Mexico’s oil regulator on June 25 approved a $97 million plan for drilling in an offshore area operated by British supermajor BP in the southern Gulf of Mexico.
The four-year exploration plan approved by the national hydrocarbons commission (CNH) covers a 700,000-sq-km shallow-water block, located north of the coast of Tabasco state.
BP won the rights to drill in June 2018 along with its partner French oil major Total.
BP’s contract is one of over 100 awarded since a sweeping energy reform was finalized in 2014, championed by Mexico’s previous government in a bid to reverse years of declining crude production. The current government of President Andres Manuel Lopez Obrador has suspended all future auctions, favoring instead a larger role for national oil company Pemex.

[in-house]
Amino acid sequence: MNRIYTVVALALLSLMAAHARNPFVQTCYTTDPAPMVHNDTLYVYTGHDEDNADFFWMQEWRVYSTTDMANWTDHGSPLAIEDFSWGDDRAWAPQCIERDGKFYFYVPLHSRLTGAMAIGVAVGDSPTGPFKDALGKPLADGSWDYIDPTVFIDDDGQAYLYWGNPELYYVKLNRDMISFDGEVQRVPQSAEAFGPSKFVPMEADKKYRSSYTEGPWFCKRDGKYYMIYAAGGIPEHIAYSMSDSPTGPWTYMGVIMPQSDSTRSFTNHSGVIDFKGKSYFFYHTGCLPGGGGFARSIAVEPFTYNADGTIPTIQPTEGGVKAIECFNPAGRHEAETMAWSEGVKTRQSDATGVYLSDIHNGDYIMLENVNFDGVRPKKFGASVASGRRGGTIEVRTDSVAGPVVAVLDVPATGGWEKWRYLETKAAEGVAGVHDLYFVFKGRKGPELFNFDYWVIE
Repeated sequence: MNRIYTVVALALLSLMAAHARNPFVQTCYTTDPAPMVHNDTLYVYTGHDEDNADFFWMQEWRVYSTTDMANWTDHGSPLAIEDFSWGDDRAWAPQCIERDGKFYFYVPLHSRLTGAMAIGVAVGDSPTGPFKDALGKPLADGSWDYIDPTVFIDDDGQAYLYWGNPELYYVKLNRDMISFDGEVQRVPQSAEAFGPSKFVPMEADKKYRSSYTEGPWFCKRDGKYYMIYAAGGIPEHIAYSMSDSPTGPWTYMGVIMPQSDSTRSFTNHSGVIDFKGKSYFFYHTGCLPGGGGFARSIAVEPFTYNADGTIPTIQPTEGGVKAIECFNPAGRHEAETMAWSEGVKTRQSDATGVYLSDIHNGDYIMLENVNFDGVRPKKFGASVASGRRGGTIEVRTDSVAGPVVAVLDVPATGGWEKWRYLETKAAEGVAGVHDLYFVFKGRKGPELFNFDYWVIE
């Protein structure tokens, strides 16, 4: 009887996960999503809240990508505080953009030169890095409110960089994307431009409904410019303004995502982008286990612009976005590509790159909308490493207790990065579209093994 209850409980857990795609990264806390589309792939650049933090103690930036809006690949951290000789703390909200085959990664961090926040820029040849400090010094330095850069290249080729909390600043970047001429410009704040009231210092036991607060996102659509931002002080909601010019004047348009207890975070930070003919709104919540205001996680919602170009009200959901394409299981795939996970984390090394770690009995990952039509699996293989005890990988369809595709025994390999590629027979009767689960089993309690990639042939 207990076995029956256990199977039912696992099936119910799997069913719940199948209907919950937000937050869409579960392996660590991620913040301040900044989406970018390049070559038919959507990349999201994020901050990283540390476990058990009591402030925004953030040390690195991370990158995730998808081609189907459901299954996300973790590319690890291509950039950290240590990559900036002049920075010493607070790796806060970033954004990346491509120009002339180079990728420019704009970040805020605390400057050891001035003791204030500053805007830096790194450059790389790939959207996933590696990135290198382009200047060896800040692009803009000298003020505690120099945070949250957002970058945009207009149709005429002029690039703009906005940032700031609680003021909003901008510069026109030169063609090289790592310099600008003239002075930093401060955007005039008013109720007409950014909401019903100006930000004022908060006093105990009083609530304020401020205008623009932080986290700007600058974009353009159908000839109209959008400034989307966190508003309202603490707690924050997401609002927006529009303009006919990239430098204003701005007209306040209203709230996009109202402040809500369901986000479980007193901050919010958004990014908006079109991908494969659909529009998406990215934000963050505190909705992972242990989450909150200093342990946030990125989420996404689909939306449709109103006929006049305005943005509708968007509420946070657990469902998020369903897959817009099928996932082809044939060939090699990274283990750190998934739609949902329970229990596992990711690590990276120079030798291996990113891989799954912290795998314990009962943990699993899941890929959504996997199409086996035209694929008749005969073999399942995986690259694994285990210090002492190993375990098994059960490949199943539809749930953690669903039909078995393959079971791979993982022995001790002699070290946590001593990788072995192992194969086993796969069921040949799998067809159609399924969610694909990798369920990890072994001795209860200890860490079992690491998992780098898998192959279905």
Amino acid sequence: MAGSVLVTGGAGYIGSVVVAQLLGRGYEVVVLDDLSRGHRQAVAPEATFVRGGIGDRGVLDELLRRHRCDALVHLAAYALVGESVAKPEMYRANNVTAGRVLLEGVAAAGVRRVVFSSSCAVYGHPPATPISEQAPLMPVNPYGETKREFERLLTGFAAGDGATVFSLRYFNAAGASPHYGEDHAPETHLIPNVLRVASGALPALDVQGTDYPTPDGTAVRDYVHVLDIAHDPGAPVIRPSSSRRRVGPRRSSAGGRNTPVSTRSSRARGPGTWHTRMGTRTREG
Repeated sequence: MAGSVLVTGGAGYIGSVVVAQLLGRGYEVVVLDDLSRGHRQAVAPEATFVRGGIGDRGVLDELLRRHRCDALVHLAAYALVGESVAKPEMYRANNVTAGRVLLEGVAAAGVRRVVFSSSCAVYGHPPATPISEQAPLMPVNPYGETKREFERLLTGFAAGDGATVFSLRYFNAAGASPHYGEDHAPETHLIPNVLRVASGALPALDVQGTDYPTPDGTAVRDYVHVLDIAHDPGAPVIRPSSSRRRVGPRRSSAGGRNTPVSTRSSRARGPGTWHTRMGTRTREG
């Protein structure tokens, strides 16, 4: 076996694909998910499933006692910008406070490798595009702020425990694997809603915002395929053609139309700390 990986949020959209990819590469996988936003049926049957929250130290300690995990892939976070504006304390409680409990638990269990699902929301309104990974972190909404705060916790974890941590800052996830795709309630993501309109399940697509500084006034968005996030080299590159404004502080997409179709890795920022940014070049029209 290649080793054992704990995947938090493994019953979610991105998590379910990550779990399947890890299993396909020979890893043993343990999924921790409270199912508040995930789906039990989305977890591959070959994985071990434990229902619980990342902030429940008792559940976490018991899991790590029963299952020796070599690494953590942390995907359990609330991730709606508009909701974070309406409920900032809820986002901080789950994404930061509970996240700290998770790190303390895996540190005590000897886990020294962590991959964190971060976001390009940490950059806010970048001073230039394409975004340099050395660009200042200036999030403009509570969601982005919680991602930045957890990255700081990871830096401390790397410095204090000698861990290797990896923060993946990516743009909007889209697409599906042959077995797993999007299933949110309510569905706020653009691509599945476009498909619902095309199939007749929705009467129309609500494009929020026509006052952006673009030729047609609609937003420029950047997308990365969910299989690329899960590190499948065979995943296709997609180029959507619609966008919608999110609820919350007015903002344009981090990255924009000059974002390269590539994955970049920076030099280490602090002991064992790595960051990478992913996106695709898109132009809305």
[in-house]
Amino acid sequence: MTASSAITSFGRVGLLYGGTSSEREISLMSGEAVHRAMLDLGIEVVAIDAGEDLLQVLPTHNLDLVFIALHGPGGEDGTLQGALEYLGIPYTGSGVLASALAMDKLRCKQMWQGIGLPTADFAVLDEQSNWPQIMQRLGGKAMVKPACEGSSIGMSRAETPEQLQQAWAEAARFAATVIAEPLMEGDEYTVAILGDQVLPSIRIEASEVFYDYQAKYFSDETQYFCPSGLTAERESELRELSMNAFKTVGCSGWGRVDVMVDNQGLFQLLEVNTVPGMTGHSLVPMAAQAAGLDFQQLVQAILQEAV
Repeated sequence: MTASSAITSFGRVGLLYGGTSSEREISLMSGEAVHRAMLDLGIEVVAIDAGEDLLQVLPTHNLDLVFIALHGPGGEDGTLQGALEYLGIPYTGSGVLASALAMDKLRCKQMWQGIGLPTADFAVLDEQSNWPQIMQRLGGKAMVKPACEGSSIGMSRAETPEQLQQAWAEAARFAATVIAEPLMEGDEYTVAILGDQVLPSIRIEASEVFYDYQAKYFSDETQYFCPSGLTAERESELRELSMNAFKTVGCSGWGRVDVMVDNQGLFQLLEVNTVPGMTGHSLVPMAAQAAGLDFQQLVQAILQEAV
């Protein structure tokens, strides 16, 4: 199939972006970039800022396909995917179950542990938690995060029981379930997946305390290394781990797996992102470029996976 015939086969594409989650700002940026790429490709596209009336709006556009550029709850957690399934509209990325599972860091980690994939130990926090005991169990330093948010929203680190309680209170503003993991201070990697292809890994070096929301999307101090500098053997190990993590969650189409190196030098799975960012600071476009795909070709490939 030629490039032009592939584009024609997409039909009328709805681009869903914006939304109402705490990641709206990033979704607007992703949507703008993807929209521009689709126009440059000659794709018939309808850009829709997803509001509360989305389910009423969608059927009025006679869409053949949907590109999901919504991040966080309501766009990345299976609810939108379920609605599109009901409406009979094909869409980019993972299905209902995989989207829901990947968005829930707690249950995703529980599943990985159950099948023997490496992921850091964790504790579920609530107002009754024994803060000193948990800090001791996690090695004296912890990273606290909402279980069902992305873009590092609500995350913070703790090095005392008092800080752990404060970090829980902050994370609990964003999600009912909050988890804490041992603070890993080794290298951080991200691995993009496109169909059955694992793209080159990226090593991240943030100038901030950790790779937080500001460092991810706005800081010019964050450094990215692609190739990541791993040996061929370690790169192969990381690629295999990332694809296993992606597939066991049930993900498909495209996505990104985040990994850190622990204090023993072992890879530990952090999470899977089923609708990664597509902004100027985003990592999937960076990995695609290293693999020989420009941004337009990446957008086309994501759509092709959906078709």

Shale pioneer Chesapeake Energy has been shifting to higher-margin oil production in response to sliding gas prices caused by a global supply glut.
Western Energy Alliance and two other U.S.-based trade organizations do not “share our ambitious and progressive approach to the energy transition,” says BP CEO Bernard Looney.
Credit crunch looms for U.S. shale producers as ‘staggering’ amount of debt nears maturity.